But there’s a warning. The same commentor added:

  • Although when my kids were little, they always dressed as specific people– Chang e (the moon lady) and Michelle Kwan and mulan and Sun Wu Kong the monkey King– but no one but they ever knew that, and even when people asked they never knew the reference and would say instead “oh you’re dressed as a little Chinese girl”

So what did I learn? Asians can wear Asians costumes. Great. I’m going to try to get my six-year-old to dress up as a ninja because I think they are pretty cool. But just to be safe, I’ll tell him he’s Fujibayashi Nagato, one of the most famous ninjas of all time or just that he’s Rain from Ninja Assassin.

Follow me on Twitter @Ksakai1

Asian American Commercial Watch: Men’s Wearhouse – BLACK by Vera Wang

According to Men’s Wearhouse’s YouTube channel, their commercial starring Vera Wang about her first collection of formal wear for me has been around (or at least hosted on YouTube) since March 2015 – but I just caught this it on TV recently.

Vera_Wang_Black_Mens_Wearhouse

The last time I think I blogged about Vera Wang was when I saw her promoting her LOVE collection at Zales. I still mostly think of Vera Wang as a fashion designer for wedding gowns, popularized – at least for me, through being mentioned in Sex in the City.

 

Asian American Commercial Watch: Jason Wu for Cadillac in “The Daring: No Regrets”

https://www.youtube.com/watch?v=EGhaOV0BPmA

Last November, at the Los Angeles Auto Show, I noticed something different about Cadillac. They seemed to be on the eve of a re-invention.

These new ads, with the tagline “Only those who dare drive the world forward” seems to confirm my observations. Cadillac seeks to reinvent its 112-year-old brand as one The ad, features “those was dare,” innovators Jason Wu, Anne Wojcicki, Njeri Rionge, Richard Linklater, and Steve Wozniak and the song: Non, Je Ne Regrette Rien performed by Edith Piaf

We’ve written a lot about Jason Wu in the past, including when his design was selected by Michelle Obama for her first and second Inaugural Ball gowns.

In addition to the ad which features all the innovators, there is also a video specific to Jason Wu:

https://www.youtube.com/watch?v=QYalQG7d6eg

8A-2015-03-27-Cadillac-JasonWuJason Wu came to the US as a boy of 9 with a love for dressing dolls. He dared to follow his passion and went from fashion intern to an arbiter of style tasked with revolutionizing one of the world’s most iconic fashion brands.

Here is a message from the President of Cadillac, talking about what today’s Cadillac is about:

Continue reading “Asian American Commercial Watch: Jason Wu for Cadillac in “The Daring: No Regrets””

Michelle Obama Wears Another Jason Wu Dress for Inauguration Ball

8A-2013-01-22-MichelleObamaJasonWuDress

Four years ago, Michelle Obama’s decision to wear a Jason Wu gown for the President Obama’s 2009 inaugural ball brought Taiwanese American designer Jason Wu into the world’s spotlight.

On the occasion of her husband’s second inauguration, the First Lady chose another custom Jason Wu design, this one a ruby-colored chiffon and velvet gown, and in the process, securing her spot as Jason Wu’s biggest fan. In fact, Michelle Obama was also the first person to wear clothes from Jason’s contemporary label ‘Miss Wu.’

The New York Times reports on the First Lady’s inauguration fashion choices:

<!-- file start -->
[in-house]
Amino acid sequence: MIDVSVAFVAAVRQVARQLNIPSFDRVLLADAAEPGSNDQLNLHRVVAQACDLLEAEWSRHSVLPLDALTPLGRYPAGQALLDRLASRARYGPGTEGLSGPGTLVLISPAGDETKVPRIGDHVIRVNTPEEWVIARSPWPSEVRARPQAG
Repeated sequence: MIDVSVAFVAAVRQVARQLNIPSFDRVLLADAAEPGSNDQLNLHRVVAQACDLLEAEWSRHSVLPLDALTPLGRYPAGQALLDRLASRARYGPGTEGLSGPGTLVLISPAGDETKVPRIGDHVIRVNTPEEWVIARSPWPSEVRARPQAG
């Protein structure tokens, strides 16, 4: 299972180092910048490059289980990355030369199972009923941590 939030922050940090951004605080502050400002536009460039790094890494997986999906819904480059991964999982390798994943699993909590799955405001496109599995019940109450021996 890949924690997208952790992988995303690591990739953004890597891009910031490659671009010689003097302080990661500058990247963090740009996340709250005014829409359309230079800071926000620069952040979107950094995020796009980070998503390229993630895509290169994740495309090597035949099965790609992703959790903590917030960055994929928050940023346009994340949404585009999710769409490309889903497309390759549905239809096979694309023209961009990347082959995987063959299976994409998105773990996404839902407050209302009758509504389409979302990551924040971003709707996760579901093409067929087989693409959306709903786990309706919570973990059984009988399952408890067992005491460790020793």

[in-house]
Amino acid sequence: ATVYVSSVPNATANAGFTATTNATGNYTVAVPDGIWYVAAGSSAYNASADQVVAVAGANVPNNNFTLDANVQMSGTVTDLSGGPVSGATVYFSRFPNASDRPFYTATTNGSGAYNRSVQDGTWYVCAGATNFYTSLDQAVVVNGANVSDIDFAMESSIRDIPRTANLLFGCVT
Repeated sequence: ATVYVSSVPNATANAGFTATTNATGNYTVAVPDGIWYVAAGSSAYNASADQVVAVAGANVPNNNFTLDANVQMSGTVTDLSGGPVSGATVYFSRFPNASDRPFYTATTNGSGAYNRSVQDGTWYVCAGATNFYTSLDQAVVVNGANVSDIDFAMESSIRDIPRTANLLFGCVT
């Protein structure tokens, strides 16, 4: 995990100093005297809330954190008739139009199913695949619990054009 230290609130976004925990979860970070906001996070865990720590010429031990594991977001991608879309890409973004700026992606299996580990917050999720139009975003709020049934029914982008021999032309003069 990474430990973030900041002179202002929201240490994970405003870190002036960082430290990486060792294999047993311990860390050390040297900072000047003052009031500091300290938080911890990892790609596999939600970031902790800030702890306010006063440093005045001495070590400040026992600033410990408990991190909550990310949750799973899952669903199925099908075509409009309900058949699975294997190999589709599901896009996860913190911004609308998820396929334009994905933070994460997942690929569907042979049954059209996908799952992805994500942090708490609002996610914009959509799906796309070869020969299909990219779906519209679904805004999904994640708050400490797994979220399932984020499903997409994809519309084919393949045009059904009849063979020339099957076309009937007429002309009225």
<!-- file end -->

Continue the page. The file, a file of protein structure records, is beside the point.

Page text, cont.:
All day, designers were glued to the television to see what Mrs. Obama was wearing, hoping it would be them, but she ultimately chose the same one who made the first inauguration a fashion success. The dress was persimmon-colored with cross-halter straps and a loose fit similar to the ivory one-shouldered gown she wore in 2009. Her shoes were from Jimmy Choo, and the dress design included a handmade diamond ring by Kimberly McDonald.

“I’m still floating,” Mr. Wu said from his design studio, where he was watching the ball with his staff. “It is a big surprise. The White House kept me pretty clueless until five minutes ago.”

The bright red color, which a White House pool report described as “ruby,” was also shocking, especially after a weekend of events when the first lady wore a series of streamlined dresses in dark colors. Many designers thought she would wear blue.

“As a designer, you have to drown out all of that noise,” Mr. Wu said. “You have to think about the client, and I felt like red was such a perfect color for her. It’s such a confident color for her and it really was my first instinct.”

Over at 8Asians, we’re fans of commenting on his personal life and the Jason Wu Target Collection which debuted during the Super Bowl in 2012.

h/t: John

Photo credit: Luke Sharrett for The New York Times

Guilty Pleasures T-Shirt

Everyone has their own personal musical guilty pleasure. Whether you’re a metalhead who loves Lady Gaga or a techno-junkie with a soft spot for Kenny G. With this Guilty Pleasures T-Shirt ($18.25 + shipping), you can show off how those tastes can actually be pretty cool. It includes popular guilty pleasures like Abba and Sir Mix-A-Lot, all designed in the form of stylish headphones. It’ll go great in any music lover’s wardrobe.

What The Pho T-Shirt

Start up companies have been a recent phenomenon with the ease of promoting and advertising products using today’s website technologies.  ASN Clothing, a small online clothing shop, produces t-shirts with cute panda prints and phrases.  The one pictured above is a “WHAT THE PHO” shirt ($19.99), a creative play on words, using one of the famous Vietnamese dishes to visually emphasize the phrase.  Although the design is simple, it’s also very cute and eye-catching, something us Asians adore!

Ninja Rider Threadless T-Shirt